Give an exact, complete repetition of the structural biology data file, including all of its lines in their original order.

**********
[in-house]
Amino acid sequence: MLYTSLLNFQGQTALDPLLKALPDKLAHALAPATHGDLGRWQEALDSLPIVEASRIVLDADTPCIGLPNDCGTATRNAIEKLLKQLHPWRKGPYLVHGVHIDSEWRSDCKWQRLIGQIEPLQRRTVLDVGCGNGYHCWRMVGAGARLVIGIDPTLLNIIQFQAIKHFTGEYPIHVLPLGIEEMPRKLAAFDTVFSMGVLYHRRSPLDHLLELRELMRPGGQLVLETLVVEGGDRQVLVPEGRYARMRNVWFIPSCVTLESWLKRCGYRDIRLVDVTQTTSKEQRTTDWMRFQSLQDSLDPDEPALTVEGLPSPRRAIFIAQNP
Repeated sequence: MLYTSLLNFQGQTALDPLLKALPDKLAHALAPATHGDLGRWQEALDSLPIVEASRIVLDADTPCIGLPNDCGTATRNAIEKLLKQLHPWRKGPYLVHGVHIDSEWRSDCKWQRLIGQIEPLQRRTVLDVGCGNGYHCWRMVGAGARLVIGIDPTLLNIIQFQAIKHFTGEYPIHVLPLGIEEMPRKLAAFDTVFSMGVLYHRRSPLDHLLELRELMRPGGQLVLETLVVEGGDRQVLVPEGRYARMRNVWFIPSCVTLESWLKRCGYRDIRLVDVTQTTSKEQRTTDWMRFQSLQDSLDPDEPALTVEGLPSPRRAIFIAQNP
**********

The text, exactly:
[in-house]
Amino acid sequence: MLYTSLLNFQGQTALDPLLKALPDKLAHALAPATHGDLGRWQEALDSLPIVEASRIVLDADTPCIGLPNDCGTATRNAIEKLLKQLHPWRKGPYLVHGVHIDSEWRSDCKWQRLIGQIEPLQRRTVLDVGCGNGYHCWRMVGAGARLVIGIDPTLLNIIQFQAIKHFTGEYPIHVLPLGIEEMPRKLAAFDTVFSMGVLYHRRSPLDHLLELRELMRPGGQLVLETLVVEGGDRQVLVPEGRYARMRNVWFIPSCVTLESWLKRCGYRDIRLVDVTQTTSKEQRTTDWMRFQSLQDSLDPDEPALTVEGLPSPRRAIFIAQNP
Repeated sequence: MLYTSLLNFQGQTALDPLLKALPDKLAHALAPATHGDLGRWQEALDSLPIVEASRIVLDADTPCIGLPNDCGTATRNAIEKLLKQLHPWRKGPYLVHGVHIDSEWRSDCKWQRLIGQIEPLQRRTVLDVGCGNGYHCWRMVGAGARLVIGIDPTLLNIIQFQAIKHFTGEYPIHVLPLGIEEMPRKLAAFDTVFSMGVLYHRRSPLDHLLELRELMRPGGQLVLETLVVEGGDRQVLVPEGRYARMRNVWFIPSCVTLESWLKRCGYRDIRLVDVTQTTSKEQRTTDWMRFQSLQDSLDPDEPALTVEGLPSPRRAIFIAQNP